Frequent-Flier Programs Have Seen a Course Change

From the Associated Press

Mark Erickson is the kind of flier whom airlines love. Every Monday, he leaves for New York or California for his job as a master chef at the Culinary Institute of America. He returns to Atlanta on Friday night and does it all again two days later.

The 48-year-old from Marietta, Ga., is one of Delta Air Lines Inc.'s most prized customers -- a super-elite frequent flier who travels 200,000 miles a year. He looks for perks such as first-class upgrades or being able to board first instead of getting free airplane tickets for his frequent business.

“At my stage, miles don’t really mean a lot to me -- the last thing I want to do is travel,” he said. “For us, it’s a bus ride, it’s just a bus that has wings instead of wheels and it’s a long one.”

The first frequent-flier program began in 1981 with American Airlines’ AAdvantage as a way to keep profitable business travelers flying the same airline. Other major airlines including Delta quickly followed.


Twenty-five years later, travelers and industry experts say the programs have flown far off course from their original purpose. Yet it’s doubtful the airlines will ever change from their present direction because the programs have turned into huge revenue producers on their own, a $4-billion industry that’s even been listed by airlines as assets in bankruptcy filings and merger and acquisition negotiations. Airlines have created a big business out of selling frequent-flier miles to outside companies that in turn use miles to woo their own customers.

“In the 1990s, the programs probably changed from less of a loyalty program -- that’s what it was all about -- more into a rewards program that now the masses of people that just don’t fly 20 times a year have the ability to earn free tickets,” said Jeff Robertson, managing director of Delta’s SkyMiles program.

Frequent-flier programs have grown to the tune of nearly 430 million members worldwide, said Randy Petersen, editor of Inside Flyer magazine. More than 14.2 trillion frequent-flier miles are still in circulation worldwide, for an average of 33,035 per program member -- typically enough for one free round-trip ticket in the U.S.

“Every single frequent-flier program in North America is profitable,” he said. “It’s the best thing that ever happened to airlines. There’s no doubt that without those programs, maybe two or three airlines wouldn’t be around today.”


The proliferation of frequent-flier program members has caused frequent travelers to complain that the programs are flooding the skies with travelers who may be flying free without ever leaving the ground to earn a free ticket, such as earning miles through credit card purchases or eating at certain restaurants.

“I would go back to the earlier days, go back to rewarding for their core business but not the behavior on the side businesses. I think it’s a big mistake,” said Leon Schiffman, a marketing professor at the Queens campus of St. John’s University in New York. “They’re losing sight of the origin and why it was done -- customer loyalty.”

Frequent fliers say the perks aren’t the same as in the past.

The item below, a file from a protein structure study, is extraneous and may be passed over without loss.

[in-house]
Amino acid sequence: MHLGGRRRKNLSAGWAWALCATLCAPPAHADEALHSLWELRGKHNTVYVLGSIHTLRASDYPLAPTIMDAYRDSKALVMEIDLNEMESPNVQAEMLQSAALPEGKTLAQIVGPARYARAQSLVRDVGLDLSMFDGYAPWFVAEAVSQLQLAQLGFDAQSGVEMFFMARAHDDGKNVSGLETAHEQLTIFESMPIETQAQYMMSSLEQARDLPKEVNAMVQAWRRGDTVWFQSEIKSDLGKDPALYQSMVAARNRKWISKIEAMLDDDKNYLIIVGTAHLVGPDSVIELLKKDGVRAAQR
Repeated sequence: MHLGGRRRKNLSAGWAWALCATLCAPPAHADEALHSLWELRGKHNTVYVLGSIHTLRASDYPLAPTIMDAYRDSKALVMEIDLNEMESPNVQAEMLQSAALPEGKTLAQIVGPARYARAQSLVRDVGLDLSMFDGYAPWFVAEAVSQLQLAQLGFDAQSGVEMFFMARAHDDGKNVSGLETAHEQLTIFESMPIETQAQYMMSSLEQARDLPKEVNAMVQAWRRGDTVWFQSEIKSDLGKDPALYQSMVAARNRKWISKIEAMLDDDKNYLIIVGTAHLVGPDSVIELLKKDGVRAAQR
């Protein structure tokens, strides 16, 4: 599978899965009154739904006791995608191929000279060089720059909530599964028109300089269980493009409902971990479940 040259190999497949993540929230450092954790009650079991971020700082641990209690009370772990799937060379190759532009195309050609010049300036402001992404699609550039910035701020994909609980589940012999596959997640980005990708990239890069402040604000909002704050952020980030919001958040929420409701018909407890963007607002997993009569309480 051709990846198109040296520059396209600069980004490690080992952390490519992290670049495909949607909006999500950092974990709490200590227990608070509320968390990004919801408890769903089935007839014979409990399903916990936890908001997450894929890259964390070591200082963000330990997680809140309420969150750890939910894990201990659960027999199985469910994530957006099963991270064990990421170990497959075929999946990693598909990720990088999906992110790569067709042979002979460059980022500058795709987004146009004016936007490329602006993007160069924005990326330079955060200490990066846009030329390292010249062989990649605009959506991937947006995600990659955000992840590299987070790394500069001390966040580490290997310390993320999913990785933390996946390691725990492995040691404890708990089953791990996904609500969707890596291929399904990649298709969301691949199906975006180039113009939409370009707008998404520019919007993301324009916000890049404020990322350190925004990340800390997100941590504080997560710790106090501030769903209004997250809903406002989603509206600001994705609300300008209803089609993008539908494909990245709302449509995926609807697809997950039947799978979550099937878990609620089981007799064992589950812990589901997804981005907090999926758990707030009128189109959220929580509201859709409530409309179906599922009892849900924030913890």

“What the airlines did was put so many seats in first class, when somebody puts their seat back you have the same problems you did in coach,” said Todd Good, 46, who flies 200,000 miles a year for his real estate auction business in Newport Beach. He uses his miles for emergencies or donates them to charities.


But it now costs Good 50,000 frequent-flier miles to get a domestic ticket anytime he wants, as opposed to the previous cost of 25,000 miles, a level now reserved for a limited number of “saver” seats.

“From a business standpoint, they’re losing money and they have to do what they have to do to stay in business,” Good said. “On the other hand, the miles I have from years ago that I’m trying to use today don’t have the same weight.”

Delta’s Robertson said airlines haven’t done a good job of communicating the value behind the evolution of the frequent-flier program’s airline partnerships, which allow the airlines to reward loyalty in different ways.

When American started its program, it looked to the S&H; Green Stamps loyalty program as a blueprint. That program allowed grocery shoppers to collect stamps for purchases that later could be traded in for prizes including toasters and mopeds. (Today, that program’s stamps have been replaced with bytes -- S&H; “greenpoints” are now issued online.)


Today’s frequent-flier programs look more like the S&H; Green Stamps program than the original airline loyalty programs. Frequent-flier miles can be cashed in not only for airplane tickets but also for other awards, including hotel and car rentals and even, in some cases, S&H-like; prizes such as electronics and home gadgets.

United, American and Delta each rake in an estimated $1 billion a year from the partnerships between airlines and credit card issuers, restaurants and other companies that pay cash to purchase frequent-flier miles. The companies then give them to their customers, Robertson said.

Said Inside Flyer’s Petersen of the programs, “They have changed quite a bit, a transformation from ‘frequent flier’ to ‘frequent buyer.’ ”